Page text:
Attention: Editors and Reporters
Monday 21 March 2022
Human Rights Day is commemorated annually on 21st March to honour the sacrifice of those who fell during the Sharpeville massacre on this day in 1960. This massacre claimed the lives of many people protesting against the Apartheid pass laws, including women and children. Another massacre that is often overlooked, which also took place on the 21st of March but in 1985, is the Langa masscare. The massacre occurred at a funeral of a slain anti-Apartheid activist in Maduna Square, where police opened fire on the crowd, killing 35 injuring another 27.
Just like in Langa, most of the protesters killed in Sharpeville were unarmed and most were shot in the back. The horror of those days and those who died should never be forgotten.
Widespread poverty and inequality continue to present significant challenges in the attainment of human rights, freedom, and social justice for all.
While racial inequality remains an issue of ongoing concern, Tekano calls on all South Africans to commit to creating a country in which other human rights are given equal attention.
The ongoing xenophobia in South Africa is a violation of the right to equality on the grounds of ethnic and social origin. Xenophobia is a fundamental violation of the right to equality as enshrined in our Constitution. All South Africans should work to ensuring that the rights of migrants are observed and respected by all. The rights of non-nationals are protected by the law and these rights should be observed and respected.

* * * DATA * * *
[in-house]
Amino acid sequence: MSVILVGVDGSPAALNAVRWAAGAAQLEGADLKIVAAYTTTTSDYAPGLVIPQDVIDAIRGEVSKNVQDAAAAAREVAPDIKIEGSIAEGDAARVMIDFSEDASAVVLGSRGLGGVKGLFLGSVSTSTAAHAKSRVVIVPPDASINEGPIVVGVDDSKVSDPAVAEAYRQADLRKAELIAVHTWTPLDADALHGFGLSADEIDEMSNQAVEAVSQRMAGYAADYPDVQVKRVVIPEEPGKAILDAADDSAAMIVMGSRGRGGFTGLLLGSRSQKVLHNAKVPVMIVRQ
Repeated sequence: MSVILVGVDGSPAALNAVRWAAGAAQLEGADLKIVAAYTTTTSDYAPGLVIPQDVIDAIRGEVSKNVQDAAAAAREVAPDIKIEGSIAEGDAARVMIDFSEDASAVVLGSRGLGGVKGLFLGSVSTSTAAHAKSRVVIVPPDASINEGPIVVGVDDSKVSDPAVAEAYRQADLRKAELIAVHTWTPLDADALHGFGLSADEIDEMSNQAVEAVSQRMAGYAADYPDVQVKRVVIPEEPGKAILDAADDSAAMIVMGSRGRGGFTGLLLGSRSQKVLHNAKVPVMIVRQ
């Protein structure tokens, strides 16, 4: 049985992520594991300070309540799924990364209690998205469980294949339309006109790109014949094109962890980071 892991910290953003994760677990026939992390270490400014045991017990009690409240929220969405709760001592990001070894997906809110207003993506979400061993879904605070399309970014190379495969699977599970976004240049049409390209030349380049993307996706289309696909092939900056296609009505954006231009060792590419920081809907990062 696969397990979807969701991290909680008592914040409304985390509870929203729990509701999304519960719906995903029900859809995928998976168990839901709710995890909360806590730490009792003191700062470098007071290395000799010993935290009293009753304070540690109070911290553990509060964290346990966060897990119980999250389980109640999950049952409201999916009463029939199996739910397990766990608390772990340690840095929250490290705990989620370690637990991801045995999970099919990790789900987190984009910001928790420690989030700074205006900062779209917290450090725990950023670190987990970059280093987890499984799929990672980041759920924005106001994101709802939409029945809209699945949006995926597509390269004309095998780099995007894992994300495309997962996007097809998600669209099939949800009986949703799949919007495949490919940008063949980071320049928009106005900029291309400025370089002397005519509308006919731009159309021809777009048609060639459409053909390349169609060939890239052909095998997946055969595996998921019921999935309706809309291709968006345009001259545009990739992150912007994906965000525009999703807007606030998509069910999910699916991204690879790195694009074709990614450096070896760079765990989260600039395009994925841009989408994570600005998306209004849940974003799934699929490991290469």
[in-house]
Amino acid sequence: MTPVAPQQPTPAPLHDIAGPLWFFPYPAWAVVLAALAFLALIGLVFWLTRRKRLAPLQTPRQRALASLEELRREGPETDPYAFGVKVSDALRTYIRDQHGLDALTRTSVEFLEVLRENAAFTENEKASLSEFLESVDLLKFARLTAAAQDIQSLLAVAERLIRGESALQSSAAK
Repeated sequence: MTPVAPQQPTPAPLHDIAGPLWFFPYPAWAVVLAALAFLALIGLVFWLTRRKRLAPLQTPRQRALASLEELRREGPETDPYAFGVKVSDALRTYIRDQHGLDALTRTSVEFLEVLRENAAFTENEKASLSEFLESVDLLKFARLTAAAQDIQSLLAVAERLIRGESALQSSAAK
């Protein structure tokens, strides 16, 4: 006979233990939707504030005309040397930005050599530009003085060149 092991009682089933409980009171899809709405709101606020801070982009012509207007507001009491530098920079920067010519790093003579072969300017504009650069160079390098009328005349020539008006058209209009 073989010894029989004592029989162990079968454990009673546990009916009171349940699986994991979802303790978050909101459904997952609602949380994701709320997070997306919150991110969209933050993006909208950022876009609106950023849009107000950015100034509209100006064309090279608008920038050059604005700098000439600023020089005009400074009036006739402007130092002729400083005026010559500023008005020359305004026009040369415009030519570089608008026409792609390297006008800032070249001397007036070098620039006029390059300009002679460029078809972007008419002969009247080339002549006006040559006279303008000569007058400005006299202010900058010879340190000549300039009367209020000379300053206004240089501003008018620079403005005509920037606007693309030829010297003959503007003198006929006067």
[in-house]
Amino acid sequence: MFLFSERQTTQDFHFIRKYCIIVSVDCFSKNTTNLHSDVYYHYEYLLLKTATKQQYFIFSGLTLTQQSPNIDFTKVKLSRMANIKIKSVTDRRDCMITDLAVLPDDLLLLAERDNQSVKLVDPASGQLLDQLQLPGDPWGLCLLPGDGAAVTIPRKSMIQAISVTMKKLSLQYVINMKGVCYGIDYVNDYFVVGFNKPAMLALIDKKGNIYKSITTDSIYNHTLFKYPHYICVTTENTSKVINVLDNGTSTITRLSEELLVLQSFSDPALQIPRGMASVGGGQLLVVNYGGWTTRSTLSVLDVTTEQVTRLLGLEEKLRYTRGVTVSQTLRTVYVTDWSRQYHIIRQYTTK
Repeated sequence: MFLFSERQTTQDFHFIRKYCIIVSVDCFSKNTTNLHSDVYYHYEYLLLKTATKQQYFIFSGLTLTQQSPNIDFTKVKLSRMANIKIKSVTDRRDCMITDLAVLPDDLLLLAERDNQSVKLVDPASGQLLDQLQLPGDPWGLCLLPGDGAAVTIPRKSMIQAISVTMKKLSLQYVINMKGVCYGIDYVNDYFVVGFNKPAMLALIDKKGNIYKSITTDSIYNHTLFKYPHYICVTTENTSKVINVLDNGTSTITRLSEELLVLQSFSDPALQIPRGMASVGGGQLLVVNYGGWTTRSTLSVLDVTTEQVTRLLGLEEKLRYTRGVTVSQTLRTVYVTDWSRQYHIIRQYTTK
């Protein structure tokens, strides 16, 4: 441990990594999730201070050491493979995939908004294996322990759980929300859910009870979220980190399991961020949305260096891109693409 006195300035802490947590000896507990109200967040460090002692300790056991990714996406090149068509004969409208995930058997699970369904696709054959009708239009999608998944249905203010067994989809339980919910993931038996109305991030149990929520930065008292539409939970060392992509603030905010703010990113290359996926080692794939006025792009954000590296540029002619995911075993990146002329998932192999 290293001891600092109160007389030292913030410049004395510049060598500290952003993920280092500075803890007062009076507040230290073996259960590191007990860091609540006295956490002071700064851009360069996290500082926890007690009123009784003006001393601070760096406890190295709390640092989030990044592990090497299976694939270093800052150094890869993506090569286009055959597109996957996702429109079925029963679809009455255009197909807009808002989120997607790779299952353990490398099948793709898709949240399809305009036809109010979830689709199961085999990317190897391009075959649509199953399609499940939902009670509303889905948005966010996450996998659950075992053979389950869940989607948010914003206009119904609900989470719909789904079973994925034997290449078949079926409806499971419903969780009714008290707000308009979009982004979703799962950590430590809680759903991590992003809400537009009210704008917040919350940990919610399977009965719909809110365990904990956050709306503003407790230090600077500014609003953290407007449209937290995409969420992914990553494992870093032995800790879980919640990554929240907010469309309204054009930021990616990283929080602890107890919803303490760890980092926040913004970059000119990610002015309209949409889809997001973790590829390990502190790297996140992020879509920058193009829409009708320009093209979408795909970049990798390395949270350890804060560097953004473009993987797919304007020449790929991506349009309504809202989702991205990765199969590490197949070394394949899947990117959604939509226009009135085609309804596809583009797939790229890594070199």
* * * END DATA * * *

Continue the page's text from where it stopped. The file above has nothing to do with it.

And, while South Africa has made significant progress in the provision of basic rights, much still needs to be done to ensure that the right to water and sanitation, the right to access to health care, and food, social security, and the right to access to education become a lived reality.
“As we strive to ensure the provision of basic rights for our people, we must ensure no one is left behind particularly highly marginalized and invisible groups such as persons with disabilities and their families who experience multiple and intersecting discrimination, harmful practices and lack of access to necessary health and other services.”
says Innocentia Mgijima-Konopi, an Atlantic Fellow based at Tekano and Human Rights lawyer whose work focuses on mothers of children living with Albinism.
As South Africa remembers those who died in Sharpeville on the 21st March 1960, Tekano calls on all South Africans to reflect on the values of our Constitution and on how they can individually and collectively work to ensure that a culture of respect for human rights.
“These days are a reminder of the massacre in Langa and in Sharpeville they are a reminder of the blood shed for us to have freedom.”
says Chief Executive of Tekano, Ms. Lebogang Ramafoko.
It is our collective responsibility to give full effect to the powerful constitutional vision of dignity and equality for all in a united and democratic South Africa.
Persons with albinism the need for a human rights approach to address the experiences of discrimination, harmful practices, gender inequality, and lack of access to necessary services of mothers of children with albinism.
For more info or media interviews, please call Bongani Maseko on 061 545 9425 www.tekano.org.za